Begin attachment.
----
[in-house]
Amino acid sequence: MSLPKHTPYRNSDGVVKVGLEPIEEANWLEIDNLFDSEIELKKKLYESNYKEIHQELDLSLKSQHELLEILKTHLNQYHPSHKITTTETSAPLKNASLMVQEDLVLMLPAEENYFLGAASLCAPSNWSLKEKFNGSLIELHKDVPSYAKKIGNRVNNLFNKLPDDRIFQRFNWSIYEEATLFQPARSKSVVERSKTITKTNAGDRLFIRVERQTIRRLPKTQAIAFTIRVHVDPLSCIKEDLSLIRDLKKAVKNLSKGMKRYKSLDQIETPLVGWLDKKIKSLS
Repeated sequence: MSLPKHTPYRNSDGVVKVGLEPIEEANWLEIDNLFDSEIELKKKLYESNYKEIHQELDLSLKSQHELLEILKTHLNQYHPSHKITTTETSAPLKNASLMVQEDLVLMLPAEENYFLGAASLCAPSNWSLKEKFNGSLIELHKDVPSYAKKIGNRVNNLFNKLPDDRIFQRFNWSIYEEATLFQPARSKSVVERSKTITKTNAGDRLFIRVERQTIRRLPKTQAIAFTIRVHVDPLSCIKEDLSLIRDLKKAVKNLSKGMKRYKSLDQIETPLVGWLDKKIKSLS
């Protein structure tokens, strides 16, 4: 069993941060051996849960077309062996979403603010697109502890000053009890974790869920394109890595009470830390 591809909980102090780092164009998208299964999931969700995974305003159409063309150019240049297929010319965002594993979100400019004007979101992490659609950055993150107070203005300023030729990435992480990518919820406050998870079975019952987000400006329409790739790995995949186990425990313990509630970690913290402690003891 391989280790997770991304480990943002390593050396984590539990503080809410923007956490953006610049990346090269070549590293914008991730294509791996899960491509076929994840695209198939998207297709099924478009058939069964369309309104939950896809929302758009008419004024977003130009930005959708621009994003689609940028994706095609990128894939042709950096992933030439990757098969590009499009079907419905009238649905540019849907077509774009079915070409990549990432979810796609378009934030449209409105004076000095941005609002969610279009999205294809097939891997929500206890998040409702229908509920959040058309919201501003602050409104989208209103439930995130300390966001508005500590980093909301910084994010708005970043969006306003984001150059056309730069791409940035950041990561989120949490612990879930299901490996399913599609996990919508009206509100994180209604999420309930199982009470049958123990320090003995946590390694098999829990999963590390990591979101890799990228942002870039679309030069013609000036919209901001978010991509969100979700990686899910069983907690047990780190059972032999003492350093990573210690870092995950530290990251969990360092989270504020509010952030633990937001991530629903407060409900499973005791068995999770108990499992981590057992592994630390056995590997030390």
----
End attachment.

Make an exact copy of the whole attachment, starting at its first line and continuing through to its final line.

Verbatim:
[in-house]
Amino acid sequence: MSLPKHTPYRNSDGVVKVGLEPIEEANWLEIDNLFDSEIELKKKLYESNYKEIHQELDLSLKSQHELLEILKTHLNQYHPSHKITTTETSAPLKNASLMVQEDLVLMLPAEENYFLGAASLCAPSNWSLKEKFNGSLIELHKDVPSYAKKIGNRVNNLFNKLPDDRIFQRFNWSIYEEATLFQPARSKSVVERSKTITKTNAGDRLFIRVERQTIRRLPKTQAIAFTIRVHVDPLSCIKEDLSLIRDLKKAVKNLSKGMKRYKSLDQIETPLVGWLDKKIKSLS
Repeated sequence: MSLPKHTPYRNSDGVVKVGLEPIEEANWLEIDNLFDSEIELKKKLYESNYKEIHQELDLSLKSQHELLEILKTHLNQYHPSHKITTTETSAPLKNASLMVQEDLVLMLPAEENYFLGAASLCAPSNWSLKEKFNGSLIELHKDVPSYAKKIGNRVNNLFNKLPDDRIFQRFNWSIYEEATLFQPARSKSVVERSKTITKTNAGDRLFIRVERQTIRRLPKTQAIAFTIRVHVDPLSCIKEDLSLIRDLKKAVKNLSKGMKRYKSLDQIETPLVGWLDKKIKSLS
């Protein structure tokens, strides 16, 4: 069993941060051996849960077309062996979403603010697109502890000053009890974790869920394109890595009470830390 591809909980102090780092164009998208299964999931969700995974305003159409063309150019240049297929010319965002594993979100400019004007979101992490659609950055993150107070203005300023030729990435992480990518919820406050998870079975019952987000400006329409790739790995995949186990425990313990509630970690913290402690003891 391989280790997770991304480990943002390593050396984590539990503080809410923007956490953006610049990346090269070549590293914008991730294509791996899960491509076929994840695209198939998207297709099924478009058939069964369309309104939950896809929302758009008419004024977003130009930005959708621009994003689609940028994706095609990128894939042709950096992933030439990757098969590009499009079907419905009238649905540019849907077509774009079915070409990549990432979810796609378009934030449209409105004076000095941005609002969610279009999205294809097939891997929500206890998040409702229908509920959040058309919201501003602050409104989208209103439930995130300390966001508005500590980093909301910084994010708005970043969006306003984001150059056309730069791409940035950041990561989120949490612990879930299901490996399913599609996990919508009206509100994180209604999420309930199982009470049958123990320090003995946590390694098999829990999963590390990591979101890799990228942002870039679309030069013609000036919209901001978010991509969100979700990686899910069983907690047990780190059972032999003492350093990573210690870092995950530290990251969990360092989270504020509010952030633990937001991530629903407060409900499973005791068995999770108990499992981590057992592994630390056995590997030390």